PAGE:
Where do we start with the construction of knowledge?

 It is a mistake to expect different results if you always try the same thing. To innovate and do things differently, you need to construct knowledge. The generation of knowledge is often thought of as a very complicated task, but it should not be. For civil society organizations, sometimes it is enough to closely examine your everyday work, always having in mind our motivations. Why should we do it?

1. To analyze and systematize information that we want to disseminate among citizens

Construction of knowledge is useful for the transmission of relevant information. While it is true that, as an organization, we generate data all the time, it is not always easy to understand. Additionally, it is common that the information we produce remains within the circle of organizations.

If we really want that knowledge to serve a broader audience and to make an impact, we must share it through easily explainable, understandable, and shareable content. For this, it is important to translate the information into simpler language and disseminate it through the channels most used by the audience you want to connect with.

2. To document successful experiences

In addition to being an achievement, successful experiences are an excellent source for knowledge construction. Through them, we can document a very specific situation, the decisions that were made, the strategies that worked, and the outcomes.

These experiences and their optimal results serve as an example of what can be achieved. Therefore, they also become a motivation that can inspire other organizations to continue their work or to avoid starting all over again from the beginning.

We must not forget that it is acceptable to document experiences that were not successful. Even within the same process, we can discuss the mistakes and successes achieved. This way, we transmit the lessons that we learned, so other organizations can avoid the mistakes we’ve made.

3. To generate useful tools for other activists and organizations based on our own experience

Construction of knowledge is also the foundation for creating tools. In addition to sharing the experiences we go through, we can create tools that other organizations can adapt for their own work. At the same time, sharing the tools we develop help us to position our organization as references within our sector. Therefore, we become an authority within our field.

Some tools that we may create are:

·   Guidelines;

·   Methodologies;

·   Case Studies; and 

·   Tool kits

4. To monitor and evaluate the performance of public officers or to offer evidence about public interest matters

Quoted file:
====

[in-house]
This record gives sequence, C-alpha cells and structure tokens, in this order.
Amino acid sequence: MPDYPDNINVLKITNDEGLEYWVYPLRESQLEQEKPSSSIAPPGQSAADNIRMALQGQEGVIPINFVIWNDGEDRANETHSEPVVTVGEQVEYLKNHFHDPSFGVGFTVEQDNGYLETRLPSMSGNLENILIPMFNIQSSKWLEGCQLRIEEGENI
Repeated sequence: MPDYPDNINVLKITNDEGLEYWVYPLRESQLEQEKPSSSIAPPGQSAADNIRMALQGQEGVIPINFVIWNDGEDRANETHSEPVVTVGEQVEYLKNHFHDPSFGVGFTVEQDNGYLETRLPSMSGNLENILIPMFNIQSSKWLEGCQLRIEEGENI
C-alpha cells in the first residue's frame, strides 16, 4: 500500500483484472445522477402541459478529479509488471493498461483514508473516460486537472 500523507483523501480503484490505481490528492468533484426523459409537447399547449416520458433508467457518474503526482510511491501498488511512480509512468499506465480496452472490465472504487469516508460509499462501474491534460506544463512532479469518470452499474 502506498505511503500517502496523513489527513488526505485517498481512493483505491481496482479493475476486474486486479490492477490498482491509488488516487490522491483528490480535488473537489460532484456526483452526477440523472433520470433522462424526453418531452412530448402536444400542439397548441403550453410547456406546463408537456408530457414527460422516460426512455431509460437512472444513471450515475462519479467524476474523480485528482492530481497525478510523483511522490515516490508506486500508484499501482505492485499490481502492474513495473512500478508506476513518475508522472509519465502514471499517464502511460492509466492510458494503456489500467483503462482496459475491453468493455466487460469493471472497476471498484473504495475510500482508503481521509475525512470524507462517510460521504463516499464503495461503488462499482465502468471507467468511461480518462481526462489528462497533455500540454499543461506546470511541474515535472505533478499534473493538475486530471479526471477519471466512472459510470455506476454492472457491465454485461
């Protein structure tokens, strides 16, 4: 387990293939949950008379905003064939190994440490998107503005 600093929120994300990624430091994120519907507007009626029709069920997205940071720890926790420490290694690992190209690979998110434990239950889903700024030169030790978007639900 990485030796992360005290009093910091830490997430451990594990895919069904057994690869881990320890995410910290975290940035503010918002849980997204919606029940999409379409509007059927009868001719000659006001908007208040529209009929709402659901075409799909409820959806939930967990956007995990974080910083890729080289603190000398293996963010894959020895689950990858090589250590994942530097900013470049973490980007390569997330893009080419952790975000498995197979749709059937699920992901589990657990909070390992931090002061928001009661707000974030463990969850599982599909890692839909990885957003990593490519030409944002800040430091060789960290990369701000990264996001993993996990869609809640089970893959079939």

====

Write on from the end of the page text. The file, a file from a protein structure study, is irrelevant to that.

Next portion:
Part of the work of Civil Society Organizations involves monitoring and evaluating the actions of public actors. However, this work goes beyond just reviewing what they are doing and whether they are fulfilling their commitments.

Documenting these results can also be an input for designing an advocacy strategy when governments are not meeting their goals, as it is possible to analyze:

·   What commitments did they undertake, and what were their scopes?;

·   Have these commitments been modified? Why?;

·   What are they actually doing, and what concrete results are they achieving?;

·   What direct and indirect consequences are there?;

·   What future effects are anticipated?

What else do we need to identify to start constructing knowledge?

Once we have a clear understanding of why we want to generate knowledge, it is necessary to identify our resources to do so:

·   Who, within our organization, will do it?;

·   Do we already have the information we need? If not, how will we obtain it?;

·   What part of our work do we want to use to generate knowledge?;

·   Do we need experts in knowledge management or documentation?;

·   Do we have the time to do it?

During this analysis phase, it is important to pause for a moment until all the answers are clear. This way, the resulting work will be of higher quality and truly contribute to knowledge construction efficiently.

Another aspect to consider is the audience for whom we want this knowledge to reach:

Is it for internal use only or do we want to share it among our stakeholders or with the general public?

Other considerations

The previous questions are important because the messages and how to communicate them will depend on the audience. It is not the same to share information with experts in the field as it is with people who are not familiar with the concepts or do not know about the topic.

It is important to consider the time needed for the construction of knowledge. Our day-to-day tasks may leave us with little time for additional projects. We may set realistic goals and organize ourselves in such a way that the generation, analysis, and management of knowledge do not require too much time. But it is also possible that it is worth hiring an external expert to support us.

Do not be afraid to generate knowledge from your work

One of the reasons that hinders knowledge construction is not knowing whether our experiences are truly important or if useful lessons can be extracted for other organizations. In this sense, remember that what may be basic information for your organization could be relevant for others who are just starting their journey. So, let’s not be afraid to share what we know. It will always be useful for someone!

Collaboration is key to achieve social change, and an essential part of it is producing and sharing knowledge. Analyzing, documenting and disseminating our own experiences and processes can help us to collectively reimagine the impact we want to make.